If I can, should I try to borrow more money than I need in my mortgage so I walk away from my closing with cash in my pocket?
Hi Tony, this is a matter of preference; on a purchase you can do a lower down payment and keep the money you would have spent lowering the loan for a rainy day. However, this comes at the cost of a higher rate, higher payment and in some instances higher cost. Some folks prefer to pay more upfront and have lower rate and mortgage payment.
My suggestion would be to compare the rate, cost and mortgage payment between the different down payments and see if the investment in lowering the loan upfront is worth the payment. | 12.19.13 @ 02:58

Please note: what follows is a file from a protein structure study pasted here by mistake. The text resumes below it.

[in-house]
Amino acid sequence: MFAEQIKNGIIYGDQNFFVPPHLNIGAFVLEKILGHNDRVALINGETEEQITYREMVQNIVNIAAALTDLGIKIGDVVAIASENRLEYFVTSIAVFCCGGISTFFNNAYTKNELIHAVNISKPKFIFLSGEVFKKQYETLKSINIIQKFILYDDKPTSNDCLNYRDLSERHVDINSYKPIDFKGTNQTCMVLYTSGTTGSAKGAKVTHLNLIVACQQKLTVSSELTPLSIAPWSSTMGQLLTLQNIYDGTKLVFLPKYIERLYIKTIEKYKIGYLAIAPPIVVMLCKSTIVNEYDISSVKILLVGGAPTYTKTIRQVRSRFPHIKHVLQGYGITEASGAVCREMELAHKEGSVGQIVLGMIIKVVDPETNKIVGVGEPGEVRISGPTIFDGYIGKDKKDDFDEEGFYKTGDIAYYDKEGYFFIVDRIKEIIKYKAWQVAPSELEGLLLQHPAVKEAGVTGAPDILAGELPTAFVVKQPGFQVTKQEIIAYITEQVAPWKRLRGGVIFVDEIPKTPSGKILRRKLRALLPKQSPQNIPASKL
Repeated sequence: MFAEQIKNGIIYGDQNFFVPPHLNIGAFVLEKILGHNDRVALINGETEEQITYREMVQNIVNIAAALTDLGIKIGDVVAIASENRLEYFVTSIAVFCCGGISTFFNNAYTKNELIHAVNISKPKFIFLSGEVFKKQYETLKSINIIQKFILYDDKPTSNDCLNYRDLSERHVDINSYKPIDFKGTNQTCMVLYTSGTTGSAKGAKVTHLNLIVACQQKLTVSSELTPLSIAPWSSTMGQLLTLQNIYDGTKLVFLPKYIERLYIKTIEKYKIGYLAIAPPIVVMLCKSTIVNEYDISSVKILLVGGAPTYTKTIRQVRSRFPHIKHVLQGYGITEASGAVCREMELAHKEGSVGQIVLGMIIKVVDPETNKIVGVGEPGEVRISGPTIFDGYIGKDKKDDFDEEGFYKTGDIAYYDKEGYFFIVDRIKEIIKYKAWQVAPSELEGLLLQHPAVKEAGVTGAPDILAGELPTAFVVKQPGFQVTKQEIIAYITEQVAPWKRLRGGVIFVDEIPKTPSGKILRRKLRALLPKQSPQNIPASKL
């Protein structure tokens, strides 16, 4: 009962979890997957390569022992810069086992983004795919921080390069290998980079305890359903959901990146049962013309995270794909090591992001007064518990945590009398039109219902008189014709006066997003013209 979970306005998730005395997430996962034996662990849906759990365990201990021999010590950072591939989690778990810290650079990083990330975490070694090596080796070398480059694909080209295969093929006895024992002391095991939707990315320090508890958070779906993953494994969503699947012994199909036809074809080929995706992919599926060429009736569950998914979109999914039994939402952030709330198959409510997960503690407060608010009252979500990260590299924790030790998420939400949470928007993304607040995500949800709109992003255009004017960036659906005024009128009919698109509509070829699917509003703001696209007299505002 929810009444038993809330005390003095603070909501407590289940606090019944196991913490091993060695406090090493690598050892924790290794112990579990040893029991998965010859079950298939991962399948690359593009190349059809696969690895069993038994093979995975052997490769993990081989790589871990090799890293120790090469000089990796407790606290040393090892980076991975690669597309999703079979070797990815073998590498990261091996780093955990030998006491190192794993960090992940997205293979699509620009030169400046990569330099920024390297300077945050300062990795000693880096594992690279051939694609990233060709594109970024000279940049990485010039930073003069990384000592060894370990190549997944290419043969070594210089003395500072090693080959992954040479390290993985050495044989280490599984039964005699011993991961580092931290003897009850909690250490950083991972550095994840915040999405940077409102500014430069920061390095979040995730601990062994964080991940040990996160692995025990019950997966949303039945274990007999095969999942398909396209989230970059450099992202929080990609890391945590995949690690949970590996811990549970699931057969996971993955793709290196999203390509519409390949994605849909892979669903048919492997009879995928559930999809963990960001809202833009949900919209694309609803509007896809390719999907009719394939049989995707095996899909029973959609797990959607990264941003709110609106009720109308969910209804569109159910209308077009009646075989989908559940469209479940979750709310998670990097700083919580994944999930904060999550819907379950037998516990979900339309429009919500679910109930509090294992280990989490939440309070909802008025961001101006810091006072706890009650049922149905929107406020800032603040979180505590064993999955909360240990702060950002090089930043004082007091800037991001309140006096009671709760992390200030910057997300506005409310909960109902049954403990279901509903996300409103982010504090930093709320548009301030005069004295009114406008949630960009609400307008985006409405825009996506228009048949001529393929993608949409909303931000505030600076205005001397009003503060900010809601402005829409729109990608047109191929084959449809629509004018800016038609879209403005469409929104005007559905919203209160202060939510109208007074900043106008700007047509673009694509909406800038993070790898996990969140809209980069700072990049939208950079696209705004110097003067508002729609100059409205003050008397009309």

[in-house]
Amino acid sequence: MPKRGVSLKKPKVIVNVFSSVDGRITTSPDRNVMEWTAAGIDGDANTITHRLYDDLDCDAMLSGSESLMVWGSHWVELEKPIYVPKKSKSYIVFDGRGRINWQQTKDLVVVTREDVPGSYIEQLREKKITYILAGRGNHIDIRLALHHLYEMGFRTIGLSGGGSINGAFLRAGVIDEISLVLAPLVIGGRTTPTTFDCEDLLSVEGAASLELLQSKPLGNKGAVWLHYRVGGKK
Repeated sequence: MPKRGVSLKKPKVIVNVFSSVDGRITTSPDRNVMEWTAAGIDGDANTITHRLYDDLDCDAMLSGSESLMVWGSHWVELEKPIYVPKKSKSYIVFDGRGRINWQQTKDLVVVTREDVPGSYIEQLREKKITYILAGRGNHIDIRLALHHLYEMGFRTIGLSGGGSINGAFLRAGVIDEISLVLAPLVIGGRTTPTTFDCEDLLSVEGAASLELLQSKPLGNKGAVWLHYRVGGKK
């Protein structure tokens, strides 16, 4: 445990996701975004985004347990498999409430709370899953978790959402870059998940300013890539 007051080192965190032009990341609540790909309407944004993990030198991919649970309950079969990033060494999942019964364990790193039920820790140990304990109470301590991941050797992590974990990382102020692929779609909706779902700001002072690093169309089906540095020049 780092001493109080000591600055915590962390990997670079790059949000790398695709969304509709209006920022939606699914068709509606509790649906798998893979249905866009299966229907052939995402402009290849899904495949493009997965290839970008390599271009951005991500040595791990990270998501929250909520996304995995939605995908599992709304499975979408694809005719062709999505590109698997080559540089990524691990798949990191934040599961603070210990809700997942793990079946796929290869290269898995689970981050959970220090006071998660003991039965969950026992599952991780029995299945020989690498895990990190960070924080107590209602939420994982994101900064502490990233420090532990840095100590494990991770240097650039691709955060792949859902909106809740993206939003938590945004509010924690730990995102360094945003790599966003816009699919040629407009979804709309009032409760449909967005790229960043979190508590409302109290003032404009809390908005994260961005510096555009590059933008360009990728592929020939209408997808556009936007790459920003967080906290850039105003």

The answer to your question depends on many factors, Tony. How much equity do you have? What will you use the funds for? How likely are you to use the cash to pay down debt, and then run the balances back up again? Equity is a particularly big piece of the equation, since cash out refinances are limited to 80% of the value of the home. In addition, cash out refinances have pricing adjustments that make the loans more expensive than "rate/term" refinances. IF you have equity,, and IF you really have a legitimate purpose for the funds, then your answer may be yes. As far as "getting some money just to get some money", the answer is likely no. Remember, the house payment goes up the more you borrow! | 02.06.15 @ 05:23